Of Men and Monarchs

E.G. Wonsktein

Issue 43 * Spring 2021

1. The funeral-goer.

On his lapel, an orchid. His suit, agreeably black, the margins of his trim form, from toe to top, cut with awful symmetry. Temples grey, his shave close, the funeral-goer smiles warm and wan, not broadly; shakes hands, just enough firmness to reassure, just long enough to kiss the life away.

His title is vice—Vice Chairman of Somethingorother—to a nation prominent enough to be known, wealthy enough to count among those of the first world, its colonial pretenses long forgotten. Industrialized, his homeland is known for a naturalized commodity once grown elsewhere.

Yes. Good of you. So soon—too soon. My deepest sympathies. He delivers the lines sincerely, expected but not, somehow, out of rote, impossibly, specifically for just this dignitary, sadly passed.

And did you know him? See him at Algiers, a young man then? Yes, how well he handled that incident. It might have gotten out of hand but for the supple diplomacy of the dearly departed. At the ceremony, the funeral-goer is called upon to say a few words. They satisfy all, one recalled; the next day they disappeared without a whisper.


2. The M.P.

On his head, a dead rat—or so the papers have it. Memes skewer, yet he rises, a steady ember in the uprush of a brush fire. Who are these people, ask the journalists, who so revere his boisterousness, his degeneration into scatter-brained offense?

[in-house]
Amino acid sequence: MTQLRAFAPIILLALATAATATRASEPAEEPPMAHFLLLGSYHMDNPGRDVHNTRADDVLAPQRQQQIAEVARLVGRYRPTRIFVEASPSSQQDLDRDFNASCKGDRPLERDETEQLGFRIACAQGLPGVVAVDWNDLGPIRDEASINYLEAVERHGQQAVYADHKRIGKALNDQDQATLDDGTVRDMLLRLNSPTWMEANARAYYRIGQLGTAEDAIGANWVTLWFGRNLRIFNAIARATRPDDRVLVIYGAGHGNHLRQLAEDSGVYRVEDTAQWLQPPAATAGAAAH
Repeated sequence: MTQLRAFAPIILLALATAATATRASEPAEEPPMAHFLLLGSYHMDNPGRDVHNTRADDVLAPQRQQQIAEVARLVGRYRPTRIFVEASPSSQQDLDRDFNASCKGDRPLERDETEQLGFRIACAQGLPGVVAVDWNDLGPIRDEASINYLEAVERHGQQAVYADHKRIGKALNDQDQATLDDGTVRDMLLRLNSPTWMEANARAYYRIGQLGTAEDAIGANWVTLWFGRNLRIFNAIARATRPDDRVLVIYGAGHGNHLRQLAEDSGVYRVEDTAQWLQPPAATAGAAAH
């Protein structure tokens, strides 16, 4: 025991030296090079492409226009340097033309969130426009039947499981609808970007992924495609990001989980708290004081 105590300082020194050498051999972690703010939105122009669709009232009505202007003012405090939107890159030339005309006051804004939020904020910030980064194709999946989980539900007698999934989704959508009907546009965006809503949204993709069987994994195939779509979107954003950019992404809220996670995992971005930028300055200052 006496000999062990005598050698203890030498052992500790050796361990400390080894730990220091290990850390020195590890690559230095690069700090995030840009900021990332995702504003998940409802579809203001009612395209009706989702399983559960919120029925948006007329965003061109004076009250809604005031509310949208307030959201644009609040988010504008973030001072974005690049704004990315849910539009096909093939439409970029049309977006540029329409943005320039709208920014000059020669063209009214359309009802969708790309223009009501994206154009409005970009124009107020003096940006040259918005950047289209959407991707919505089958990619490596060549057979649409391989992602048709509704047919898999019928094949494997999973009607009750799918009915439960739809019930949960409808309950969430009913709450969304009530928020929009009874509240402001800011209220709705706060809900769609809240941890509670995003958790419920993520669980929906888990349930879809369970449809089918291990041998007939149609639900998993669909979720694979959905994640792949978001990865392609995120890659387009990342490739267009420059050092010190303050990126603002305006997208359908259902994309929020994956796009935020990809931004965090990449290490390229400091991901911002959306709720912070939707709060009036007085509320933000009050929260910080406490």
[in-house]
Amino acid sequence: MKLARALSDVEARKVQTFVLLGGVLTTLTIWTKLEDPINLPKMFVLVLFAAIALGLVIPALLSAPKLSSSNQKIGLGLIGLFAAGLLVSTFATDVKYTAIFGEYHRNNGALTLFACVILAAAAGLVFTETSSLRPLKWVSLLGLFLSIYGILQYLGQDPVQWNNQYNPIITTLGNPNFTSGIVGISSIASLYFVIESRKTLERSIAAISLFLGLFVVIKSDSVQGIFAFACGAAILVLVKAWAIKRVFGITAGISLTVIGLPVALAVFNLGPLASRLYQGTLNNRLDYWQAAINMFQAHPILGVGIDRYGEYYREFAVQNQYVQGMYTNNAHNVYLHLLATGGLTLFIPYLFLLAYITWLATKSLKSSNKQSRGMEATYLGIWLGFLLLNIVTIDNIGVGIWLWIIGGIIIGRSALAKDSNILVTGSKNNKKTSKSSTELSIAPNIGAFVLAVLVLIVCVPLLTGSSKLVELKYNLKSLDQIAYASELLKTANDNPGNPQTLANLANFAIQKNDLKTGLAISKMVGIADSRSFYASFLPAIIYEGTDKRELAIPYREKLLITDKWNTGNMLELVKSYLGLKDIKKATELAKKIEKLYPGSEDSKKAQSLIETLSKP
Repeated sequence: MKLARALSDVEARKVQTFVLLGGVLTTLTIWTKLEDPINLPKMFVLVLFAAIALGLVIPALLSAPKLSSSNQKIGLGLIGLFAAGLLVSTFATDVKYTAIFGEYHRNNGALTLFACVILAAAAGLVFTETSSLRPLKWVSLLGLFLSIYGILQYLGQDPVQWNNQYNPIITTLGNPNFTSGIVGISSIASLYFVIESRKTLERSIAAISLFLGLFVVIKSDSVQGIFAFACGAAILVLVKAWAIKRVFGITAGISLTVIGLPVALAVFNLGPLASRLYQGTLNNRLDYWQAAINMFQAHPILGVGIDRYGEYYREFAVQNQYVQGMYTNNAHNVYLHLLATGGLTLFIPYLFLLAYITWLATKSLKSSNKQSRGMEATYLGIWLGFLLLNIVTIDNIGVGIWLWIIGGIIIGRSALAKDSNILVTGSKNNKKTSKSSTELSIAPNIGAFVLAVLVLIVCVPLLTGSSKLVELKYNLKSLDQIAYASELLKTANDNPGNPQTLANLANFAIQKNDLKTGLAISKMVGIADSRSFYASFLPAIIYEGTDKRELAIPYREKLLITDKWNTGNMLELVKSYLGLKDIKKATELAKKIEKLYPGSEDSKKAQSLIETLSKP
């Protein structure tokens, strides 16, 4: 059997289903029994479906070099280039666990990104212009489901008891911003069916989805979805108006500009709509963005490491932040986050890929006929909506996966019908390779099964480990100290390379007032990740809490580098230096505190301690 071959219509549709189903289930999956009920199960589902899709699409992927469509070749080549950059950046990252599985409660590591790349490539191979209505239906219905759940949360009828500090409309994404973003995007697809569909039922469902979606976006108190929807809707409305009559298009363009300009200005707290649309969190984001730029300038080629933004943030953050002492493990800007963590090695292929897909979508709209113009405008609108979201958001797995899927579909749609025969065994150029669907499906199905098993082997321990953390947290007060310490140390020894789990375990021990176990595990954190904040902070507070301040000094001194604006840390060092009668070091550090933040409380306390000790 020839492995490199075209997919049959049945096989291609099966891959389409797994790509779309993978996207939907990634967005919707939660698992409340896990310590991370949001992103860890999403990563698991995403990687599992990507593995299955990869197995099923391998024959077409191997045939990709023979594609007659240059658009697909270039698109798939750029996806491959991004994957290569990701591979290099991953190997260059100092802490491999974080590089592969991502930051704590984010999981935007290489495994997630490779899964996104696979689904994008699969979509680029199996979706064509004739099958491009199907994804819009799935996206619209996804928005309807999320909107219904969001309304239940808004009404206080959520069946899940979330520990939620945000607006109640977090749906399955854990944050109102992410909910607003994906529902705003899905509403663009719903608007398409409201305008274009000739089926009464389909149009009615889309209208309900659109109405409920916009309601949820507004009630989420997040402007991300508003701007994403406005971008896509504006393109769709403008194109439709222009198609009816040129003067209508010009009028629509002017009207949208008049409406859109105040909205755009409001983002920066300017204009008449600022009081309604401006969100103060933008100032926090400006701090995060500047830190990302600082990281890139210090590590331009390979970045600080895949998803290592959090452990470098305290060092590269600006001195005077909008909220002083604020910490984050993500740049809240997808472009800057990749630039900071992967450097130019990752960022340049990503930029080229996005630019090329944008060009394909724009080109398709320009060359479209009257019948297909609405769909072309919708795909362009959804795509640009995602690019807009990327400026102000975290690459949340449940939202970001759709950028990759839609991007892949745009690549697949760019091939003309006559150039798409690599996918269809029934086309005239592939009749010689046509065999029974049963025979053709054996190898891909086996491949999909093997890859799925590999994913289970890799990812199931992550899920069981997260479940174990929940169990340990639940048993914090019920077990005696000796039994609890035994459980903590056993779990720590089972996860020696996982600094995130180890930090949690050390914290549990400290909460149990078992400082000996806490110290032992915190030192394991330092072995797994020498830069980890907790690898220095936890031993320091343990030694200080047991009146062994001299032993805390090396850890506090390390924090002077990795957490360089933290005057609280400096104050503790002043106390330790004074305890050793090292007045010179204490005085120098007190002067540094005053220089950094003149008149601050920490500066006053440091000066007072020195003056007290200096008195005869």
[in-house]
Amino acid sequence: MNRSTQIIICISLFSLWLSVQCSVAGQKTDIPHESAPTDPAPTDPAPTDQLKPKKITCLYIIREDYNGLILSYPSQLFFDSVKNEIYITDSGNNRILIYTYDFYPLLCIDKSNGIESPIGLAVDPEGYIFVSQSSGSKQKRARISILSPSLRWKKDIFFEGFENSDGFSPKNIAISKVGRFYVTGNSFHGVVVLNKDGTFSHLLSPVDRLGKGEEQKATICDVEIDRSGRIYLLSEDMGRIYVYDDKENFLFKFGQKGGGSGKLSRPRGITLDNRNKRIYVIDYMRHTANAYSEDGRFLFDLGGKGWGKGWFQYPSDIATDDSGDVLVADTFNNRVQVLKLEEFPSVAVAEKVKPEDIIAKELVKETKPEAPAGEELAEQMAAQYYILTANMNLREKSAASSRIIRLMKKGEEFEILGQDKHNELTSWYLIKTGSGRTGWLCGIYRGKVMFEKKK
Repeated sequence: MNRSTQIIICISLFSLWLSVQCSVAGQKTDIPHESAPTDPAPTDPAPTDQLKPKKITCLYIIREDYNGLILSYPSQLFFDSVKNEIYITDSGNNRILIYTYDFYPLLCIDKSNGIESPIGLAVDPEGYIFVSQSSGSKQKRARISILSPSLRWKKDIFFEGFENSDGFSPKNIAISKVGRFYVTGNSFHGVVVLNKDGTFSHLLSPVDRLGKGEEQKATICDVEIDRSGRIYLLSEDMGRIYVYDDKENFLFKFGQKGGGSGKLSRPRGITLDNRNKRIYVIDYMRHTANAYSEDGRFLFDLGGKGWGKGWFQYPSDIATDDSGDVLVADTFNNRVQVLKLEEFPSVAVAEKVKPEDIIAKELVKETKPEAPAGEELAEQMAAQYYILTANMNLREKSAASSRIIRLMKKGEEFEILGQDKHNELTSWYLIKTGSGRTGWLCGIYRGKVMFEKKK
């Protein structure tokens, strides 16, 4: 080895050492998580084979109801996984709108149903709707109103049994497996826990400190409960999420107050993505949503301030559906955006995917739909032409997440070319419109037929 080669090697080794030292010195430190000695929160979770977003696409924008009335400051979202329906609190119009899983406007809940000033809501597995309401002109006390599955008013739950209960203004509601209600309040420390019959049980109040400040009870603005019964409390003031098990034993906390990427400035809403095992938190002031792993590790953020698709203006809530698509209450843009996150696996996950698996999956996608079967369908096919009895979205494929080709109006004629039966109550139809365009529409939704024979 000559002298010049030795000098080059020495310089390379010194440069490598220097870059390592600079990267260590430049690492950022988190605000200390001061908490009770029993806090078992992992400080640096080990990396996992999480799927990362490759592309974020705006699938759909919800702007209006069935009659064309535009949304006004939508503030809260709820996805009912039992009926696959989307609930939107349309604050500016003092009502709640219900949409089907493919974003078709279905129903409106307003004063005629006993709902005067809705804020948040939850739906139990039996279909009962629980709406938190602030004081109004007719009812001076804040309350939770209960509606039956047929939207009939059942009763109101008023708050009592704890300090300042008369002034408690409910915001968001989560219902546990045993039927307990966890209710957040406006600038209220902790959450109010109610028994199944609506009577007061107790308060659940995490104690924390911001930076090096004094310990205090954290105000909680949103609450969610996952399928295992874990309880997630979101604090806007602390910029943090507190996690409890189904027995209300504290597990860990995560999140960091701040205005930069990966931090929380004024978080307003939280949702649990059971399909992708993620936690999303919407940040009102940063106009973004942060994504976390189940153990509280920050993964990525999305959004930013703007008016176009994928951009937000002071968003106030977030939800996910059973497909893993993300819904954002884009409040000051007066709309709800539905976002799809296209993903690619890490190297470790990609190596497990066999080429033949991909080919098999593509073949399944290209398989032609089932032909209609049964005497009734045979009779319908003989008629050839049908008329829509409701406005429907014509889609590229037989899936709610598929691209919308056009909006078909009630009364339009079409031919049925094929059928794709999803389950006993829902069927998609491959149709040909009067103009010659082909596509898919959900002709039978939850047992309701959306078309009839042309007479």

Interviewed, the adorers are all old, lipstick purpled by the vagaries of fading complexions. Many bold dresses in passé styles. Mountainous hair glued in place by ozone-killing "product." He tells it like it is, they say.

The M.P. never has a choice word for anybody, he says, then slights his opponent, a nation, a faith. By any estimation, they must be dealt with strongly. It's the only way. Claims to love everybody equally well. At home, a row. Pots and pans are thrown, vases smashed. The best of the nation's retail lay in ruins now. Nothing to see here. Move on. Fake news.

She, interviewed on morning shows, claims it was nothing, a misunderstanding about his wife. A disagreement about the status of their marriage. She refers often to "them." Damage control.


3. The sage

From her perch on the ancient bridge—not the bridge the Romans built, but some certain crossing of the past, some minor ford-made-stone—she notes the green pallor of the river. Again, the smell. Perhaps one day it will run clear. In her mind, she sees the plain as the green sward it once was, and parliament in ruins, as will be.

Being here means everything. Last night, she slept some. She has gotten used to being mute. Silence becomes her. The M.P.'s ubiquitous, puffy face jeers from newsstands, a mosquito blood-plumped, fattened on the veins of this temperate island.

She has a room in a temporary shelter in a temporary land whose permanent obsession is the erosion of its traditions. She thinks the words, thinks the ironies through. Tonight, the shelter will serve curried rice; the funeral-goer will visit in lieu of the aging monarch whose dogs' needs will somehow keep her away.